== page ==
mass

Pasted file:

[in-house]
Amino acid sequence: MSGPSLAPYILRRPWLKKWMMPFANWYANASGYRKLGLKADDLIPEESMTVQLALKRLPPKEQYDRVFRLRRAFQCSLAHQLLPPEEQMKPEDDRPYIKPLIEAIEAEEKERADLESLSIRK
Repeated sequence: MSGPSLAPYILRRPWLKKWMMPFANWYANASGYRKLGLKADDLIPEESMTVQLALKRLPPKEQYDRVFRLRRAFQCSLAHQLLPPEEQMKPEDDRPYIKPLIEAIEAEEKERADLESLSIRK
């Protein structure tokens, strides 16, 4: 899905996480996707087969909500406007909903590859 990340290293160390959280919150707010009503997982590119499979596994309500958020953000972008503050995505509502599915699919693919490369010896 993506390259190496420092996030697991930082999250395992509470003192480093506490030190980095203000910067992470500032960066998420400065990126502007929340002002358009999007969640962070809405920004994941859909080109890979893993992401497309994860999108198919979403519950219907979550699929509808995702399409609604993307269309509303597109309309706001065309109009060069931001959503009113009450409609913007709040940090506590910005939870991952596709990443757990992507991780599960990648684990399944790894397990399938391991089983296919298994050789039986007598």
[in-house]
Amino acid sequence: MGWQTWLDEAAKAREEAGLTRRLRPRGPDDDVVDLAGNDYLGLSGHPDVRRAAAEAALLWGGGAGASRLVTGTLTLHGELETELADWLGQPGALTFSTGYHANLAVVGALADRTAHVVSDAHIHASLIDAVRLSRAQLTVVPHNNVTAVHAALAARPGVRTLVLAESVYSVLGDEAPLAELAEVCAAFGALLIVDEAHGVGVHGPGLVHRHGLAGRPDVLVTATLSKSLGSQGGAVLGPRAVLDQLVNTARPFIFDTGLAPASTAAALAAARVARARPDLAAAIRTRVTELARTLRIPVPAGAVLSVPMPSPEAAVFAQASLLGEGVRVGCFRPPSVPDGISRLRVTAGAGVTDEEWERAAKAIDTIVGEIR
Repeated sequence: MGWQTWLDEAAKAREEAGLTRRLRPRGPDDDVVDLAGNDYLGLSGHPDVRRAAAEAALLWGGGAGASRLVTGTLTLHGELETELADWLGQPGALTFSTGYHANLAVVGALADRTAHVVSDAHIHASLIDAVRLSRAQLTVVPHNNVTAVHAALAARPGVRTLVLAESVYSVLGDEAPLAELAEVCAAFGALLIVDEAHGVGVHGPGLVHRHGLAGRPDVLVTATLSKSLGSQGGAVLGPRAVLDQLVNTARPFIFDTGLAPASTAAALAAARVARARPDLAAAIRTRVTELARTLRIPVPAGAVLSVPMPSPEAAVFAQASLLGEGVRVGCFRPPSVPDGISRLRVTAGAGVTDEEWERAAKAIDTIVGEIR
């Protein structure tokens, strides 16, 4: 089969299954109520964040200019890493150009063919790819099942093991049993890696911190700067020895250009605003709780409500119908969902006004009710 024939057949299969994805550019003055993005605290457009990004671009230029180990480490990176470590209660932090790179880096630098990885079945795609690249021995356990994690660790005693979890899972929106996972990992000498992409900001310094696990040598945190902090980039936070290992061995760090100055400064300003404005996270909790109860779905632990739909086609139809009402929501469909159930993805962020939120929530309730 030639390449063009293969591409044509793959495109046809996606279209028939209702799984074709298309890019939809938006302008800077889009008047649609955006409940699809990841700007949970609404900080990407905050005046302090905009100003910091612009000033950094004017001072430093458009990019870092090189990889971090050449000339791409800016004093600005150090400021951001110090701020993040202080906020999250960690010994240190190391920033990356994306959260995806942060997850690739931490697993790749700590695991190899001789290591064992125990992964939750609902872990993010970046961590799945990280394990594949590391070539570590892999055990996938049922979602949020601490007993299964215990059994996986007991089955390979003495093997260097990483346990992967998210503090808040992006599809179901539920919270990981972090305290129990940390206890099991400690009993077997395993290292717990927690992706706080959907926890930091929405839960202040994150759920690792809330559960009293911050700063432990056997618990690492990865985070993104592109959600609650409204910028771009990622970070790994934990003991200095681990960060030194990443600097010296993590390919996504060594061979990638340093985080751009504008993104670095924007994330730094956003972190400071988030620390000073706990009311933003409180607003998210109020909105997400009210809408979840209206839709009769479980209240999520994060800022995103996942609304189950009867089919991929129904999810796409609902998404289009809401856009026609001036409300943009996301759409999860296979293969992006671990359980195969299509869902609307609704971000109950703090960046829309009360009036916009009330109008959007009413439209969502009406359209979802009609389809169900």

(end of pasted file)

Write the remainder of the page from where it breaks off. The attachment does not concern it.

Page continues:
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Conservation of Mass The easiest principle to appreciate is conservation of mass. Except for nuclear reactions, an element’s total mass at the end of a reaction must be the same as that present at the beginning of the reaction; thus, an element serves as the most fundamental reaction unit. Consider, for example, the combustion of butane to produce CO2 and H2O, for which the unbalanced reaction is C4H10(g) + O2(g) ® CO2(g) + H2O(g) All the carbon in CO2 comes from the butane, thus we can select carbon as a reaction unit. Since there are four carbon atoms in butane, and one carbon atom in CO2, we write 4 ´moles C4H10 = 1 ´ moles CO2 Hydrogen also can be selected as a reaction unit since all the hydrogen in butane ends up in the H2O produced during combustion. Thus, we can write 10 ´ moles C4H10 = 2 ´ moles H2O Although the mass of oxygen is conserved during the reaction, we cannot apply equation 2.3 because the O2 used during combustion does not end up in a single product. Conservation of mass also can, with care, be applied to groups of atoms. For example, the ammonium ion, NH4+, can be precipitated as Fe(NH4)2(SO4)2 × 6H2O. Selecting NH4+ as the reaction unit gives 2 ´moles Fe(NH4)2(SO4)2 · 6H2O = 1 ´ moles NH4

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